- pivotal clues
- tell-tale details, including details of wording
Here is part of Adam Winn’s list:
Similarities in Narrative Structure/Order of Events
Winn believes that “as long as discernible similarities exist between the two narrative structures, literary dependence is probable.” (p. 31)
By “similarity” Winn does not mean “the same”. We should not overlook that the imitating author (e.g. Virgil) was free to reverse elements within the source, leave out or add in additional structural elements. So similarity of structure, not the same structure, is the key.
By “structure” and “order of events” Winn is presuming something reasonably complex. For example, it is clear from that Virgil’s account of Aeneas among the Libyans is based on Homer’s account of Odysseus’s stay among the Phaeacians. Despite the many very significant differences, the following structure is common to both:
- Both arrive as the result of a storm
- Both enter the city in secrecy
- Both request aid
- Both interact with the local ruler
- Both recount their sea voyage
- Both depart after a brief stay
- Both leave behind a people to suffer a tragedy
Similarities in Specific Narrative Details and Actions
Sometimes a similar narrative structure can be almost guaranteed to borrowed from a particular source text if there is, in addition to the structure, a salient common detail.
So with the burial of Misenus in Virgil’s epic, and the burial of Elpenor in the Odyssey, we have this common sequence of events:
- mourning for the deceased
- cutting of logs for the pyre
- burning of the bodies
- erecting a tomb
To my mind that simple sequence could be found in any account of a funeral within a particular culture. Or maybe I’m being a little naive. I suppose one might point out that there are other details or structures that might make up an account of a burial: arrival or presence of the mourners, a procession of some kind, the source of the fire, etc. My point is that sometimes the order of events is not strongly persuasive that there is direct textual imitation.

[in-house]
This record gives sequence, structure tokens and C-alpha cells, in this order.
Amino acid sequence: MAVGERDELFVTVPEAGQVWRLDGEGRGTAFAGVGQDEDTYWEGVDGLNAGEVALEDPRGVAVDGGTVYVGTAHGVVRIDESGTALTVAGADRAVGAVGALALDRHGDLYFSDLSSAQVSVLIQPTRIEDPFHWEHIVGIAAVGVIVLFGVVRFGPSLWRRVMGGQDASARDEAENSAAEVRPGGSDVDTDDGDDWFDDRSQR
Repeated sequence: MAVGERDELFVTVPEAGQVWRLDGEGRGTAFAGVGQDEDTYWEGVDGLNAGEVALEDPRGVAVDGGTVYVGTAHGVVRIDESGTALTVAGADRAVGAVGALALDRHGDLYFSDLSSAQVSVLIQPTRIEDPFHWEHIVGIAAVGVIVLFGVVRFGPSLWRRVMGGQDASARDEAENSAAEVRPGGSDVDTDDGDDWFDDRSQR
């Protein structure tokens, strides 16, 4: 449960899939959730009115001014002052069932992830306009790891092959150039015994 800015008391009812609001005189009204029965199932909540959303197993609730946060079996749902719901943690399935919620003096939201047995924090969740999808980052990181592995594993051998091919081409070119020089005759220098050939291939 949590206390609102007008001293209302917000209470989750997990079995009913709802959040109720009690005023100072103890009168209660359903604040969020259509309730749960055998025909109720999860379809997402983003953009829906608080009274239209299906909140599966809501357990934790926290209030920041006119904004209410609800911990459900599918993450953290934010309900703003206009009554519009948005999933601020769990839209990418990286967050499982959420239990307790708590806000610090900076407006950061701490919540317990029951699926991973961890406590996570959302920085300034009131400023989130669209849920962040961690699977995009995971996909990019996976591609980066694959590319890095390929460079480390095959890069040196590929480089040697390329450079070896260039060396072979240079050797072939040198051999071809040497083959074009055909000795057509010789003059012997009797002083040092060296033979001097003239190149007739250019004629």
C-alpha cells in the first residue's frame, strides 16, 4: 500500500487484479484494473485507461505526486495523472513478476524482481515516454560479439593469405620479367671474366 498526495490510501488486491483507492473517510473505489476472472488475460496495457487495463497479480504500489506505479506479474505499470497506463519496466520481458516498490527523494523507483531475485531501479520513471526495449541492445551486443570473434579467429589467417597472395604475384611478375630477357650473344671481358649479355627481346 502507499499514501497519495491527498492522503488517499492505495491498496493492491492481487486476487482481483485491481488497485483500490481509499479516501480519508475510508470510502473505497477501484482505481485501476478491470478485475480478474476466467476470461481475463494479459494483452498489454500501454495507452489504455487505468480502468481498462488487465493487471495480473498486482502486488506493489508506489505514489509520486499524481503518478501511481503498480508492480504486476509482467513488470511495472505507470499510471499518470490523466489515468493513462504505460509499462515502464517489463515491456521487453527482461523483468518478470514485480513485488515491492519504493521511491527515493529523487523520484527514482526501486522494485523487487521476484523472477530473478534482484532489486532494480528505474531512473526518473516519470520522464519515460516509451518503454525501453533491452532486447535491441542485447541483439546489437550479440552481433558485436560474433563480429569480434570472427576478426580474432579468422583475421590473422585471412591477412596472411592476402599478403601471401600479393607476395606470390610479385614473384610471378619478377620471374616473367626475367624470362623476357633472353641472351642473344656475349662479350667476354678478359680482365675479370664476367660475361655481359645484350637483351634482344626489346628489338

But even if an order of events seems what one might expect from a common cultural matrix, the possibility of literary dependence is enhanced if even that structure is found within a similar context (e.g. taking place on a sea-shore, as is the case with the burials of Misenus and Elpenor). What clinches the possibility in this example, however, is the common detail that an oar is used to mark the graves of both characters. Dennis MacDonald, I think, would call such a striking common factor a “flag” to alert readers to the literary comparison.
Virgil wrote in Latin and Homer in Greek so we cannot expect verbal agreement between the two.
But clearly this lack of verbal agreement does not undermine literary dependence. This point is particularly important for the field of New Testament studies, a field that for far too long has operated under the false assumption that verbal agreement and verbal agreement alone is necessary to establish literary dependence. The reality is that most imitating authors wanted to avoid verbal agreement, and direct copying of an imitated work was not as admirable as creative imitation. (p. 32, emphasis added)
Obviously where there is verbal agreement we have very strong evidence for direct literary dependence. Winn’s point is that it can never be primary evidence and its absence can never be counted against the possibility of literary imitation. Think again of the Gospel of John against the Gospel of Mark.
Weight of Combined Criteria
If two narratives share a number of specific details and also share narrative structures, literary dependence is highly probable and perhaps undeniable. The weight of combined criteria, therefore, is the most convincing evidence of literary dependence . . . (pp. 32-33)